29 July 2015
Vol 7, Issue 298

About The Cover

Cover image expansion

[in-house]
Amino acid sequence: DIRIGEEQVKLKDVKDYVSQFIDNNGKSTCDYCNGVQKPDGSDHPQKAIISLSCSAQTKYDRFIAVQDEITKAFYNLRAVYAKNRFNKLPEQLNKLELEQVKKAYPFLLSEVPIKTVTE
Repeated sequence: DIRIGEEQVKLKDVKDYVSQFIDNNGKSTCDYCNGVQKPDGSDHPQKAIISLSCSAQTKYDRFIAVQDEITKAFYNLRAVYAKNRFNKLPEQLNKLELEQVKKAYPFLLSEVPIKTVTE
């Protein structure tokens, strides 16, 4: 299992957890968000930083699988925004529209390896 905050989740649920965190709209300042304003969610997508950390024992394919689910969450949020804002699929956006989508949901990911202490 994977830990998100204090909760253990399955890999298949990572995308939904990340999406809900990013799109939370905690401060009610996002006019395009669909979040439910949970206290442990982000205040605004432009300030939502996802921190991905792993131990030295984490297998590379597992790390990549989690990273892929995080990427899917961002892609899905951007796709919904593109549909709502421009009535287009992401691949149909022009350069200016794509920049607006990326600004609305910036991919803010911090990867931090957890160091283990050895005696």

ONLINE COVER Inflaming Hearing Loss. The inner sensory hair cells (shown) and outer hair cells of the cochlea transduce sound stimuli into action potentials that travel along the auditory nerve to the brain resulting in our ability to hear. Aminoglycoside antibiotics that are used to treat severe bacterial infections, particularly in newborns, accumulate in the cochlear sensory hair cells inducing them to undergo apoptosis, resulting in hearing loss or even deafness. In this issue, Koo et al. report that the inflammation associated with bacterial infections exacerbates antibiotic-induced hair cell death due to vasodilation of cochlear capillaries, which enables more aminoglycoside molecules to enter the cochlea. A Focus by Kros and Desmonds discusses the implications of these findings. [CREDIT: DAVID FURNESS, KEELE UNIVERSITY/SCIENCE SOURCE]